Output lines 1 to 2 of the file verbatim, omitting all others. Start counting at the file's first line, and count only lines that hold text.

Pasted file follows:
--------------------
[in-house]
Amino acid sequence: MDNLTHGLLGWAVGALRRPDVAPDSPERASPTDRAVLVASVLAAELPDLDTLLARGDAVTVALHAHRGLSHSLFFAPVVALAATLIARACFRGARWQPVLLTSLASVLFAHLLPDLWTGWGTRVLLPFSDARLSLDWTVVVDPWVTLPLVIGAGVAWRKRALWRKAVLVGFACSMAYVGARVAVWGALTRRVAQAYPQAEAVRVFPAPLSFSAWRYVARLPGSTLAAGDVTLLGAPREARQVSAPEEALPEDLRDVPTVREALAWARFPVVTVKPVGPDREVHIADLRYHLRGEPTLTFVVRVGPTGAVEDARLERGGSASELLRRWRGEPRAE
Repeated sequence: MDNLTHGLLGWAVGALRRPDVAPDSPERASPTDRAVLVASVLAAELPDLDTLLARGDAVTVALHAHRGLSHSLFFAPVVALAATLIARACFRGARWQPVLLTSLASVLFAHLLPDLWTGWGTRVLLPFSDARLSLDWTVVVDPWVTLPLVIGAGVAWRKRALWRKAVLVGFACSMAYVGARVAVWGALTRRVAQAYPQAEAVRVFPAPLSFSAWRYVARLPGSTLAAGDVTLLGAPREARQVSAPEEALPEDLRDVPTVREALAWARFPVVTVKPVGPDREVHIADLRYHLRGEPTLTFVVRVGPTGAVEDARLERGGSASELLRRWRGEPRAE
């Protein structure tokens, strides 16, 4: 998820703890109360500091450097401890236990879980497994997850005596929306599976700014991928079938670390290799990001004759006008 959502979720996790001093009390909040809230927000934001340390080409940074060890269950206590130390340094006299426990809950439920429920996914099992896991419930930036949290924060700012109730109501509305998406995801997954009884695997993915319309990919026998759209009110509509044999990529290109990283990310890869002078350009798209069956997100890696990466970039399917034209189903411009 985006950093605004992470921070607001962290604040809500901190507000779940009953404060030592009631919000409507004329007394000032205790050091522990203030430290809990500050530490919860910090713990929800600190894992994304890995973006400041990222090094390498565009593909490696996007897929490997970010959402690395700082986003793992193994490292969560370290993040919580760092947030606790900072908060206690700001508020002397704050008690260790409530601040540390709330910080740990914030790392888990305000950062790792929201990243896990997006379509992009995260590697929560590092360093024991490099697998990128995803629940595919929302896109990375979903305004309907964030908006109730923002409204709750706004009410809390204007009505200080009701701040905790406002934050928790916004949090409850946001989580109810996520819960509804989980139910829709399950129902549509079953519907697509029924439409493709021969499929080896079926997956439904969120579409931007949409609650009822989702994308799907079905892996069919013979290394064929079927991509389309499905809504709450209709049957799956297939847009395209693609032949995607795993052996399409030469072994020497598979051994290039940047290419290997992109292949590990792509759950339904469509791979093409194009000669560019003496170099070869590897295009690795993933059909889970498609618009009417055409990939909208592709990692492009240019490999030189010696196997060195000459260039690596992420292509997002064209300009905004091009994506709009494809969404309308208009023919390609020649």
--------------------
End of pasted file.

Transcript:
[in-house]
Amino acid sequence: MDNLTHGLLGWAVGALRRPDVAPDSPERASPTDRAVLVASVLAAELPDLDTLLARGDAVTVALHAHRGLSHSLFFAPVVALAATLIARACFRGARWQPVLLTSLASVLFAHLLPDLWTGWGTRVLLPFSDARLSLDWTVVVDPWVTLPLVIGAGVAWRKRALWRKAVLVGFACSMAYVGARVAVWGALTRRVAQAYPQAEAVRVFPAPLSFSAWRYVARLPGSTLAAGDVTLLGAPREARQVSAPEEALPEDLRDVPTVREALAWARFPVVTVKPVGPDREVHIADLRYHLRGEPTLTFVVRVGPTGAVEDARLERGGSASELLRRWRGEPRAE